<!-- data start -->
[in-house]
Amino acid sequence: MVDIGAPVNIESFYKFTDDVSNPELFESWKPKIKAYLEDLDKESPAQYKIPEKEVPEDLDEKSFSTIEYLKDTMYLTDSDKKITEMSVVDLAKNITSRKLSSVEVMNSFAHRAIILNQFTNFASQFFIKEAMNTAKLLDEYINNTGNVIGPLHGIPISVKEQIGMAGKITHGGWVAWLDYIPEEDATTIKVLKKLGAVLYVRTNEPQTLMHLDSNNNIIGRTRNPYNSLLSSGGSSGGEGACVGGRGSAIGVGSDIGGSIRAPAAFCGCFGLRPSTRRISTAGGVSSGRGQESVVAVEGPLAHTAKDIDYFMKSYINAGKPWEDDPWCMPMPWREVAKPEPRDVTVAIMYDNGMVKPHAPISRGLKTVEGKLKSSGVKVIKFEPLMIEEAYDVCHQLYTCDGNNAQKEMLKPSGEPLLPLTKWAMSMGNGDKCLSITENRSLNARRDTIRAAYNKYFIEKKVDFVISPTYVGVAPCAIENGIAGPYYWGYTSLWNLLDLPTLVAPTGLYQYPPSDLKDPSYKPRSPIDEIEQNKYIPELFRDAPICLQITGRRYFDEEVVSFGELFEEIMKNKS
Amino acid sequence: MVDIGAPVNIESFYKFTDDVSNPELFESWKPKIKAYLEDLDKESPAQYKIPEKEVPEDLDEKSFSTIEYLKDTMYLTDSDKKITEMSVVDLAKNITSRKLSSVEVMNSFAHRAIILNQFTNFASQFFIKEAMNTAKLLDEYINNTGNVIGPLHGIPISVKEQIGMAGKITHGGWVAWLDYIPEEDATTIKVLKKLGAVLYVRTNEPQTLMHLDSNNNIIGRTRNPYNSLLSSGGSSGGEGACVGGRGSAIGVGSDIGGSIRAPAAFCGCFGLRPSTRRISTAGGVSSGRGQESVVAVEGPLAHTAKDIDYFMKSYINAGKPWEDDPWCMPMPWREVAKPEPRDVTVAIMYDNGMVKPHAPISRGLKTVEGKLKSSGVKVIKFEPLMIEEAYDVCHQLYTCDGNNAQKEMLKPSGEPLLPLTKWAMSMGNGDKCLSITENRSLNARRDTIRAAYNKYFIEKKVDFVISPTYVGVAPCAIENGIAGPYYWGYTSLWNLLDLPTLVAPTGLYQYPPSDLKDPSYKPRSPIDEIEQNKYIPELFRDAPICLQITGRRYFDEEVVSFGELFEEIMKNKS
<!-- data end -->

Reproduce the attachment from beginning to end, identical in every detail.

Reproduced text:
[in-house]
Amino acid sequence: MVDIGAPVNIESFYKFTDDVSNPELFESWKPKIKAYLEDLDKESPAQYKIPEKEVPEDLDEKSFSTIEYLKDTMYLTDSDKKITEMSVVDLAKNITSRKLSSVEVMNSFAHRAIILNQFTNFASQFFIKEAMNTAKLLDEYINNTGNVIGPLHGIPISVKEQIGMAGKITHGGWVAWLDYIPEEDATTIKVLKKLGAVLYVRTNEPQTLMHLDSNNNIIGRTRNPYNSLLSSGGSSGGEGACVGGRGSAIGVGSDIGGSIRAPAAFCGCFGLRPSTRRISTAGGVSSGRGQESVVAVEGPLAHTAKDIDYFMKSYINAGKPWEDDPWCMPMPWREVAKPEPRDVTVAIMYDNGMVKPHAPISRGLKTVEGKLKSSGVKVIKFEPLMIEEAYDVCHQLYTCDGNNAQKEMLKPSGEPLLPLTKWAMSMGNGDKCLSITENRSLNARRDTIRAAYNKYFIEKKVDFVISPTYVGVAPCAIENGIAGPYYWGYTSLWNLLDLPTLVAPTGLYQYPPSDLKDPSYKPRSPIDEIEQNKYIPELFRDAPICLQITGRRYFDEEVVSFGELFEEIMKNKS
Amino acid sequence: MVDIGAPVNIESFYKFTDDVSNPELFESWKPKIKAYLEDLDKESPAQYKIPEKEVPEDLDEKSFSTIEYLKDTMYLTDSDKKITEMSVVDLAKNITSRKLSSVEVMNSFAHRAIILNQFTNFASQFFIKEAMNTAKLLDEYINNTGNVIGPLHGIPISVKEQIGMAGKITHGGWVAWLDYIPEEDATTIKVLKKLGAVLYVRTNEPQTLMHLDSNNNIIGRTRNPYNSLLSSGGSSGGEGACVGGRGSAIGVGSDIGGSIRAPAAFCGCFGLRPSTRRISTAGGVSSGRGQESVVAVEGPLAHTAKDIDYFMKSYINAGKPWEDDPWCMPMPWREVAKPEPRDVTVAIMYDNGMVKPHAPISRGLKTVEGKLKSSGVKVIKFEPLMIEEAYDVCHQLYTCDGNNAQKEMLKPSGEPLLPLTKWAMSMGNGDKCLSITENRSLNARRDTIRAAYNKYFIEKKVDFVISPTYVGVAPCAIENGIAGPYYWGYTSLWNLLDLPTLVAPTGLYQYPPSDLKDPSYKPRSPIDEIEQNKYIPELFRDAPICLQITGRRYFDEEVVSFGELFEEIMKNKS